Permanent Wave Machine

Permanent Wave MachineFeature Story by Natalie Federer

This scary contraption grabs everyone’s attention when they come into the Pulaski County Historical Museum.  With its long cords, wires and metal clips, it looks like some form of torture machine but in reality it is actually a permanent wave or perm machine from the 1920’s.

Alice Daily had a beauty shop in Star City during the early 1900s and she donated this machine to the museum.  When kids and adults come through, they are captivated by the machine and are puzzled.  After I explain what it is and how it was used, they slowly nod and grin.  Who would have thought that getting a perm could require such a machine?

Prior to this machine, women would heat curling irons over a fire or sleep with rags in their hair to achieve a wave or a perm.  The perm machine was introduced in the 1920s and provided women with a way to attain curls with chemicals and electricity.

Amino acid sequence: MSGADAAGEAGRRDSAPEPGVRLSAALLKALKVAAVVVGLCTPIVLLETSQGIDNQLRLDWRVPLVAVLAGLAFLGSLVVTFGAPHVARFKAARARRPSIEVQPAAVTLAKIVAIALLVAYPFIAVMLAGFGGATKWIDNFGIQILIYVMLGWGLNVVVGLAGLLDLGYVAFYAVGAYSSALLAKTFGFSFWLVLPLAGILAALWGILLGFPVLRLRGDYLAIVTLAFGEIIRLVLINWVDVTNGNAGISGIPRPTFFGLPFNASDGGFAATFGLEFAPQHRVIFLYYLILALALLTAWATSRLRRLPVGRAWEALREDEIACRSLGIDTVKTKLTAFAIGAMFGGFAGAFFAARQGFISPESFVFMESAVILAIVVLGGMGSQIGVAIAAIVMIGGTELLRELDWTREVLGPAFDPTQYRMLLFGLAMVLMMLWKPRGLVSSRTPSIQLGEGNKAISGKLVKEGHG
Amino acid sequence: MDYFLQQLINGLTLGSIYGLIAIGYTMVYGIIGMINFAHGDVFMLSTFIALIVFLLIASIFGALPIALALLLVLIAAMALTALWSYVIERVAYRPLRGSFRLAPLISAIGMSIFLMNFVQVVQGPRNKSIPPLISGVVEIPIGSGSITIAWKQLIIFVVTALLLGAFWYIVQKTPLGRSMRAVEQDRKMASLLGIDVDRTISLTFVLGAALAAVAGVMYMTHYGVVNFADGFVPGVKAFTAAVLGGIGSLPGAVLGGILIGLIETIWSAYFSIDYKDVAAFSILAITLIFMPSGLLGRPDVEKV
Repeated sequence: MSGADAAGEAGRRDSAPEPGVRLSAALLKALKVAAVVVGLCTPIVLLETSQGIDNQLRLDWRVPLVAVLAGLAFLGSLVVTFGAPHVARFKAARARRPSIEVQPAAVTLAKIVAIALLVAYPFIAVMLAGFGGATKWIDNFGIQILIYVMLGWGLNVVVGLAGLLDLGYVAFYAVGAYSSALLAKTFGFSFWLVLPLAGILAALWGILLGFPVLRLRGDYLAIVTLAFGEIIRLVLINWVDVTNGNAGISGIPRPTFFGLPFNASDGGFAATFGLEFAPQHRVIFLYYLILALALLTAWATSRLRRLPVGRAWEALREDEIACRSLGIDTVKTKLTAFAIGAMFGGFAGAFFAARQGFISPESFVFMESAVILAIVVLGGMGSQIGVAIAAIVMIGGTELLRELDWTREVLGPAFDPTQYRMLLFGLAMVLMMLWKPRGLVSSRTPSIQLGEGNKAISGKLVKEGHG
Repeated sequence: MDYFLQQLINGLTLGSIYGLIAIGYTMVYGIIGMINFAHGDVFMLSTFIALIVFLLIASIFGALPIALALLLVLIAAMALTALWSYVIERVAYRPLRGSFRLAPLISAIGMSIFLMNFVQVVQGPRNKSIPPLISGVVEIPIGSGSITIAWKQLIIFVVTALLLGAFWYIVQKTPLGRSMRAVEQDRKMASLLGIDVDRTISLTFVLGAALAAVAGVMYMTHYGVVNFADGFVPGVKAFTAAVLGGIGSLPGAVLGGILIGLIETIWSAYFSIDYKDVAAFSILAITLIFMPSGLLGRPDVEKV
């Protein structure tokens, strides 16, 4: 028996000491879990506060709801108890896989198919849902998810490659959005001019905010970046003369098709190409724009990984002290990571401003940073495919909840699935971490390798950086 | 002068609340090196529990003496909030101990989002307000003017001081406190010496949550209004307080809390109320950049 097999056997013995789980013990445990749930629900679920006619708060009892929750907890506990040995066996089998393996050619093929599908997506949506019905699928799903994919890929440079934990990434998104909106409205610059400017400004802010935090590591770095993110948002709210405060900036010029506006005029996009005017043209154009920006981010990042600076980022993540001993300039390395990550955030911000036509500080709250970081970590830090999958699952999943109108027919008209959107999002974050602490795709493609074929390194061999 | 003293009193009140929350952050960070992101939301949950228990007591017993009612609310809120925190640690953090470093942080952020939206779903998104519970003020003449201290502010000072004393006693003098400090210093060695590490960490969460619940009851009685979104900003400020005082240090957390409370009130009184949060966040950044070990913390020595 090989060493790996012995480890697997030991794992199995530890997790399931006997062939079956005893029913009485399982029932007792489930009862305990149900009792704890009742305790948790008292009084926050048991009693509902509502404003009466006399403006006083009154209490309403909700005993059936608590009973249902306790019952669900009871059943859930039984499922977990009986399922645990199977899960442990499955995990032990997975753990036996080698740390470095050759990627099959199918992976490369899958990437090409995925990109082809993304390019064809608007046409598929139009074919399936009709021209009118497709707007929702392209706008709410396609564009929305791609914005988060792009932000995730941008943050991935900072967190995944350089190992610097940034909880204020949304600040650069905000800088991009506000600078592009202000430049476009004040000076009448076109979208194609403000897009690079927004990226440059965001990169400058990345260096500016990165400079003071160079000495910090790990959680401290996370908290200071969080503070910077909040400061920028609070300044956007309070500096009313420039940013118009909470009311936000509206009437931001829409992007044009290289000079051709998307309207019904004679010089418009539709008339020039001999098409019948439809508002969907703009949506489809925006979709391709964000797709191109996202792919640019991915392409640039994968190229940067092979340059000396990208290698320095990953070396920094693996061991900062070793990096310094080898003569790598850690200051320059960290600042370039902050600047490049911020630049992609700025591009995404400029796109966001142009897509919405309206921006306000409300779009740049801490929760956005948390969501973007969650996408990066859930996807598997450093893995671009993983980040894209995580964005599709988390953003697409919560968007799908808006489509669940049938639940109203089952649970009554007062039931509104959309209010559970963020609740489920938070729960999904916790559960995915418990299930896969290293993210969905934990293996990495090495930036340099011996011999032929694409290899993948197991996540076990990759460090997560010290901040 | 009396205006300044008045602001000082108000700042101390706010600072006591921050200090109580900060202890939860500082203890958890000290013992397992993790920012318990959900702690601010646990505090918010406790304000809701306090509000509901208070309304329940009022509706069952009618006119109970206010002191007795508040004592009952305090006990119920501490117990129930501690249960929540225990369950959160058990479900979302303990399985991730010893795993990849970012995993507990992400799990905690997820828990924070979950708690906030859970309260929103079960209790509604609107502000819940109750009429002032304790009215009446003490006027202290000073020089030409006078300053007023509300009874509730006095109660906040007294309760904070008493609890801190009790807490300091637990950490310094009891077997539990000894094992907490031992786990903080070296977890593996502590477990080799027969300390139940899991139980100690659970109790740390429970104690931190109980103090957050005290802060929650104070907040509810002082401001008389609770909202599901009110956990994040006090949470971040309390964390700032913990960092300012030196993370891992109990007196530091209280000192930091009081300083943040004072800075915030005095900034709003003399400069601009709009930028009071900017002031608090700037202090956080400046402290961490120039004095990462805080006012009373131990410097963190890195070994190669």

Normally a trip to the beauty shop to get a perm would take the whole day.  The day started with a wash and a cut.  Then they would wait their turn to have curlers put in their hair, along with rubber pads, spacers, chemical and end papers.   Then the hair stylist would attach the clamps to the curlers, sometimes burning or scalding the scalp.  The heat could also be so extreme that it often burned the hair and the hair or curls would break off.

The perm machine found its way to popular TV shows and movies during from the 1930s-1970s.  The Waltons, I Love Lucy and Green Acres all had beauty shop scenes where actresses were getting their hair permed.

If you have any interesting or memorable stories about the permanent wave machine, please share.  It is amazing to read and hear what women went through in order to beautify themselves.  Stop in the museum sometime to see the perm machine and check out our other objects and artifacts.